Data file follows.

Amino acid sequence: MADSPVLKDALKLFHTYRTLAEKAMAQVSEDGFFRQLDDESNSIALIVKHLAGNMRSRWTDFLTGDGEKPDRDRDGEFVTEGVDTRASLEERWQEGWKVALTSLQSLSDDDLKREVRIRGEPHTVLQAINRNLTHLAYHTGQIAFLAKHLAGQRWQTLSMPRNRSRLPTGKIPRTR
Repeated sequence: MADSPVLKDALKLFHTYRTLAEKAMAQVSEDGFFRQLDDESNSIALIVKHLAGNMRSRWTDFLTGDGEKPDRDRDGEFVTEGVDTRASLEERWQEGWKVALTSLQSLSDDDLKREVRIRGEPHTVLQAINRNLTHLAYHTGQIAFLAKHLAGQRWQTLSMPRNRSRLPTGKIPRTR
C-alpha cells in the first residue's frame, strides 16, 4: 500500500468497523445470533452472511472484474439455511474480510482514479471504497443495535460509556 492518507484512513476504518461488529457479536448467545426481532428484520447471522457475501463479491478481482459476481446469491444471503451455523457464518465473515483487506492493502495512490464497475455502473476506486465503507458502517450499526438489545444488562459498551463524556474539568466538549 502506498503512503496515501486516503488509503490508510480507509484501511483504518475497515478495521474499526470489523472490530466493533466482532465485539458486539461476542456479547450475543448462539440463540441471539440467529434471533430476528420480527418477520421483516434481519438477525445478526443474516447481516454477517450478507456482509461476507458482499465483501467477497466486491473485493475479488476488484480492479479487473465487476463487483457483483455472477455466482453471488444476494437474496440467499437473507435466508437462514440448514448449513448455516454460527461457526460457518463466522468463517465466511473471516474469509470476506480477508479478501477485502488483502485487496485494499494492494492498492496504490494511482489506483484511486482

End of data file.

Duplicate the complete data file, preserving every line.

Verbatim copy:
Amino acid sequence: MADSPVLKDALKLFHTYRTLAEKAMAQVSEDGFFRQLDDESNSIALIVKHLAGNMRSRWTDFLTGDGEKPDRDRDGEFVTEGVDTRASLEERWQEGWKVALTSLQSLSDDDLKREVRIRGEPHTVLQAINRNLTHLAYHTGQIAFLAKHLAGQRWQTLSMPRNRSRLPTGKIPRTR
Repeated sequence: MADSPVLKDALKLFHTYRTLAEKAMAQVSEDGFFRQLDDESNSIALIVKHLAGNMRSRWTDFLTGDGEKPDRDRDGEFVTEGVDTRASLEERWQEGWKVALTSLQSLSDDDLKREVRIRGEPHTVLQAINRNLTHLAYHTGQIAFLAKHLAGQRWQTLSMPRNRSRLPTGKIPRTR
C-alpha cells in the first residue's frame, strides 16, 4: 500500500468497523445470533452472511472484474439455511474480510482514479471504497443495535460509556 492518507484512513476504518461488529457479536448467545426481532428484520447471522457475501463479491478481482459476481446469491444471503451455523457464518465473515483487506492493502495512490464497475455502473476506486465503507458502517450499526438489545444488562459498551463524556474539568466538549 502506498503512503496515501486516503488509503490508510480507509484501511483504518475497515478495521474499526470489523472490530466493533466482532465485539458486539461476542456479547450475543448462539440463540441471539440467529434471533430476528420480527418477520421483516434481519438477525445478526443474516447481516454477517450478507456482509461476507458482499465483501467477497466486491473485493475479488476488484480492479479487473465487476463487483457483483455472477455466482453471488444476494437474496440467499437473507435466508437462514440448514448449513448455516454460527461457526460457518463466522468463517465466511473471516474469509470476506480477508479478501477485502488483502485487496485494499494492494492498492496504490494511482489506483484511486482